If you have concerns about a child please call 705.743.9751 or 1.800.661.2843

Kawartha Haliburton CAS

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What is a CAS?

The Children’s Aid Society (CAS) , also known as Family and Children’s Services (F&CS), is a non-profit agency working in local communities to provide help and support to children and their families. Established under the authority of The Child and Family Services Act , the CAS is a non-profit corporation formed by concerned people in each community. The CAS is operated by a board of directors elected from the local community and by the membership at large. Board members have a specific interest in the welfare of children and offer individual skills to assist in running the agency. The board of directors reflects the opinions of the community it serves. Programs and services are developed in response to the needs of children and families in the local community.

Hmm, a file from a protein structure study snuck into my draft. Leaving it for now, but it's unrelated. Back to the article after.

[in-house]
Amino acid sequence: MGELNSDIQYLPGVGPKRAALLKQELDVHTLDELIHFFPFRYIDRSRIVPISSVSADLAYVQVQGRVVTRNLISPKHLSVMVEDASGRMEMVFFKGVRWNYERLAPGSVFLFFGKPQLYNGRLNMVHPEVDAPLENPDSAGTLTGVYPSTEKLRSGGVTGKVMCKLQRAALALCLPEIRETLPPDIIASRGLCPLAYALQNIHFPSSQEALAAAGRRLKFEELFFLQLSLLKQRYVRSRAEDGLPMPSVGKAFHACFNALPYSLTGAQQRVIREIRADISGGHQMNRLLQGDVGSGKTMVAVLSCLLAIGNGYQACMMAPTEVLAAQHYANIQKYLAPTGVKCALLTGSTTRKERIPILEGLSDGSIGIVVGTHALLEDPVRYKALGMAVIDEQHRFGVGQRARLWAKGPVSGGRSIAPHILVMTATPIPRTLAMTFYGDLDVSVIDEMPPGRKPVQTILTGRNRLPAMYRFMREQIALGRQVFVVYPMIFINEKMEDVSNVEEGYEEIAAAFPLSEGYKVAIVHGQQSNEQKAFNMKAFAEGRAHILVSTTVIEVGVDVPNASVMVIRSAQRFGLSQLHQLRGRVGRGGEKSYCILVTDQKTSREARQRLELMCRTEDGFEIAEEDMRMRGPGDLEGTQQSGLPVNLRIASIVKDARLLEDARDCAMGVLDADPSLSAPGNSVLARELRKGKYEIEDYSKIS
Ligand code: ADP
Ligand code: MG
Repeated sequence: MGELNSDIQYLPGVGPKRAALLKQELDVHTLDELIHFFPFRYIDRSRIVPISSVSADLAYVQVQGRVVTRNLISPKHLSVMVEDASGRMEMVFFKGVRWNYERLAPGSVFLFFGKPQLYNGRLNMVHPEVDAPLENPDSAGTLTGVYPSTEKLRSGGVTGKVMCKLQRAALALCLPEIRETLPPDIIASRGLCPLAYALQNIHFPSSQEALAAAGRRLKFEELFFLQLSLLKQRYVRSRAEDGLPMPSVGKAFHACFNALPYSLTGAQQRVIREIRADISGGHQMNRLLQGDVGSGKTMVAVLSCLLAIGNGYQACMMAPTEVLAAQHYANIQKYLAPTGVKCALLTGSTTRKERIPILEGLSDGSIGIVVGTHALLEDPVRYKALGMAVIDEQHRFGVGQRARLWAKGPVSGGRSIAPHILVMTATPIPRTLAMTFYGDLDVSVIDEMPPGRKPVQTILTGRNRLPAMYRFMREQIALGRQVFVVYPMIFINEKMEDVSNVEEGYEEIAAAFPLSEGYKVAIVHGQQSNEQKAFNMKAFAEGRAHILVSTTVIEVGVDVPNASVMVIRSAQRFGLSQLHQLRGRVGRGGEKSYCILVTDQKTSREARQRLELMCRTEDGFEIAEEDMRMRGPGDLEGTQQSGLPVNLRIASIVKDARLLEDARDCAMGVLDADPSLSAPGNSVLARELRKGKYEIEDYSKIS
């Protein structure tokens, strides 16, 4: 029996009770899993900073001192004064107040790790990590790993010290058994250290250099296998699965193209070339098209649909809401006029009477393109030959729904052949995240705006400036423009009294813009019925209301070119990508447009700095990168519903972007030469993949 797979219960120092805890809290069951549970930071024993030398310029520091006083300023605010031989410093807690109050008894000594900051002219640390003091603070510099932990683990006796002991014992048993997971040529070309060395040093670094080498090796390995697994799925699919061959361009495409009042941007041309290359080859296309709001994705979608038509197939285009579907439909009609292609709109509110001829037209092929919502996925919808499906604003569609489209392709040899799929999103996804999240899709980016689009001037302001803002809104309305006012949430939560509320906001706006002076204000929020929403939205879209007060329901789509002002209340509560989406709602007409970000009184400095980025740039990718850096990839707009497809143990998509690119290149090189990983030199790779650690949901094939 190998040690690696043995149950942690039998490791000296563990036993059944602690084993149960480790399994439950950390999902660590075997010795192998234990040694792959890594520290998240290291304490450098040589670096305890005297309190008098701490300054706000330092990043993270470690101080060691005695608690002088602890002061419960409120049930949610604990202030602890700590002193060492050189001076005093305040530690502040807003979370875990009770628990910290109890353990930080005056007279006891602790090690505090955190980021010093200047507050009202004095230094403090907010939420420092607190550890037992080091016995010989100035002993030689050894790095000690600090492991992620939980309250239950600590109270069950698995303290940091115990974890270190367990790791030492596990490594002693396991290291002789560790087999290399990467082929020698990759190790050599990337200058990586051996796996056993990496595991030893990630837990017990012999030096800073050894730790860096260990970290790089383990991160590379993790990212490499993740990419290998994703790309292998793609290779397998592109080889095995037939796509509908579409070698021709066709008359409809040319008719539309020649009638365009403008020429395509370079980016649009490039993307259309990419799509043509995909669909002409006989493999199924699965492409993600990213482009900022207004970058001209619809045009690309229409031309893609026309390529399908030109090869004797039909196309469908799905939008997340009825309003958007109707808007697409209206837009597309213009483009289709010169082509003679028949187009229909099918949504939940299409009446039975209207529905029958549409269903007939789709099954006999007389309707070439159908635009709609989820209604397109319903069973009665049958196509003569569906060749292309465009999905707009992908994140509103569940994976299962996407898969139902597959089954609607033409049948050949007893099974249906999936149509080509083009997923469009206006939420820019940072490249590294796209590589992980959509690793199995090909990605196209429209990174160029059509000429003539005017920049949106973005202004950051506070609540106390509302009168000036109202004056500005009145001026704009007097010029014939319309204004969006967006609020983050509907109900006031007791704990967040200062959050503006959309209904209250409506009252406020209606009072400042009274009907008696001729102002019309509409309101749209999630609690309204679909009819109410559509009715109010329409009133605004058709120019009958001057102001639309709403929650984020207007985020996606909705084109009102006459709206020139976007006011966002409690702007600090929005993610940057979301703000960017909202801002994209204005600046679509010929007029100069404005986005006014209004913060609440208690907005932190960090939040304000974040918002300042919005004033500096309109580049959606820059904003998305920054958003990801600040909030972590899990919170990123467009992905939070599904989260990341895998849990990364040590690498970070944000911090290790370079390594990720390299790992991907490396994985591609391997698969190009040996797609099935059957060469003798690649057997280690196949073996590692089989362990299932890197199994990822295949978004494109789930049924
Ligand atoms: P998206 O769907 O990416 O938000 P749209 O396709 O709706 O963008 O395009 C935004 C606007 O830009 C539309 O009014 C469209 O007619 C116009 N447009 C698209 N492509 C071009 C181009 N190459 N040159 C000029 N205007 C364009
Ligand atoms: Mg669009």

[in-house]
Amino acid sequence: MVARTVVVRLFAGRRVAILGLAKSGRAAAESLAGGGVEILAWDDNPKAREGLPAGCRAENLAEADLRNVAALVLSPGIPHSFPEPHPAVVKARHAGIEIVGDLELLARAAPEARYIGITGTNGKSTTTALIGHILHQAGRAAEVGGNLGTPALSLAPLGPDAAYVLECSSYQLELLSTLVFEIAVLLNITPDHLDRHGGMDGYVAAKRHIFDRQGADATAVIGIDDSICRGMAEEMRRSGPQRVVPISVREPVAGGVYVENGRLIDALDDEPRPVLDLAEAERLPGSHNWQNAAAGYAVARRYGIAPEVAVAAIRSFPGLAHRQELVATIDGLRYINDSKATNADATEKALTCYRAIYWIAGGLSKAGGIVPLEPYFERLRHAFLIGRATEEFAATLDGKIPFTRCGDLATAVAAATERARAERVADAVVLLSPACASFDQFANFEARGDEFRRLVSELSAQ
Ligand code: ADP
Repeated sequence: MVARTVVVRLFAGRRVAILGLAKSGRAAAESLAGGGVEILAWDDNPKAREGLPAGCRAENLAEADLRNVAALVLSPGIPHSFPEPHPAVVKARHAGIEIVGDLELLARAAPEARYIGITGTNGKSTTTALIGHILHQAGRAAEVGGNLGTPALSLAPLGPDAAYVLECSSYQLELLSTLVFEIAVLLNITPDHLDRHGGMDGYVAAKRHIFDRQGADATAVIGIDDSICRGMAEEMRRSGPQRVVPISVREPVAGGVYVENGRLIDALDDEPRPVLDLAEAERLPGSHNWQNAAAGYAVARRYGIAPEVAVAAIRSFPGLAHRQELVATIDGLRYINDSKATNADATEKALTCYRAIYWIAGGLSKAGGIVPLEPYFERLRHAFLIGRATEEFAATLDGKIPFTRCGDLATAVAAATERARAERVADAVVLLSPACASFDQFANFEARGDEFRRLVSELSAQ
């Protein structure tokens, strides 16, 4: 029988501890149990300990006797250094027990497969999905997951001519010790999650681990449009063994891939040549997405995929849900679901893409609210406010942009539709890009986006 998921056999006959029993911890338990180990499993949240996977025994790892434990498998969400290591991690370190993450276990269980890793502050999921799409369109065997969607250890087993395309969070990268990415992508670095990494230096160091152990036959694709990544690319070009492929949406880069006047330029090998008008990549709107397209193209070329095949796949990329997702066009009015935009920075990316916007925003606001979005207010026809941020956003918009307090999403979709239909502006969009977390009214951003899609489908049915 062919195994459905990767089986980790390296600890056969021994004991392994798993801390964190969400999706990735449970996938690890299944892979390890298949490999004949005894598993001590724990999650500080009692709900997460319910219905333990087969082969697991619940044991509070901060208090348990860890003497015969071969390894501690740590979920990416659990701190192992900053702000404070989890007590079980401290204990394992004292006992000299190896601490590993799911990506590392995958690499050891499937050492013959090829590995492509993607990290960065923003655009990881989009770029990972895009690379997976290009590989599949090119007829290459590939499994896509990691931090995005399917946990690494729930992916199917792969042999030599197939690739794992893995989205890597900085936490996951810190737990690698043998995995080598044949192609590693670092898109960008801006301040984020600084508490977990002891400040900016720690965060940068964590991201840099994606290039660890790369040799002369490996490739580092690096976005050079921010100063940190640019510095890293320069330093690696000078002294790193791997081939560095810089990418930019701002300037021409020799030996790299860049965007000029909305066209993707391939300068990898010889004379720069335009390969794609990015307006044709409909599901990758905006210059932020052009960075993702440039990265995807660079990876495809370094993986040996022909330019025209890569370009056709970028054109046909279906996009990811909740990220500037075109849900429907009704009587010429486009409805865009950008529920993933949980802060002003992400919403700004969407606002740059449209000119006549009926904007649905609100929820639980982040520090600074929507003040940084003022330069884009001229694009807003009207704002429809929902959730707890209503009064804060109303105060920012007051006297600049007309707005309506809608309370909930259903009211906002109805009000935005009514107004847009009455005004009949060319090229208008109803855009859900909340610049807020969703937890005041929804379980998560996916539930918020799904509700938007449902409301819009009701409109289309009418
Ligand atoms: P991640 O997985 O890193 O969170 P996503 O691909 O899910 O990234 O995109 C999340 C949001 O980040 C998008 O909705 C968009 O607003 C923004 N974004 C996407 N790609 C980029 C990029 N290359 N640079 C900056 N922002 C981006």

Who calls CAS?

  • Professionals and citizens call CAS when they suspect abuse or neglect.
  • Families call CAS when they have difficulties managing their children.
  • Children call CAS when they are encountering problems at home.

Legislation requires that

A person who has reasonable grounds to suspect that a child is or may be in need of protection must make the report directly to a Children’s Aid Society and that people who work with children who suspect that a child is a victim of child abuse or neglect must report these suspicions to the CAS; failure to do so could subject the person to a fine.

For more information

When should you call CAS?

As soon as you suspect abuse or neglect anytime – 24 hours-a-day , 7 days-a-week . A phone call to CAS will bring immediate help to a child at risk of abuse. It is not your responsibility to determine whether abuse or neglect has occurred. Each CAS is responsible for the investigation and the assessment of abuse and neglect of children and also the ultimate management of a case when a child is taken into care. Please contact your local CAS immediately if you have concerns about a child.

What is the age of the children whom “Duty to Report” applies?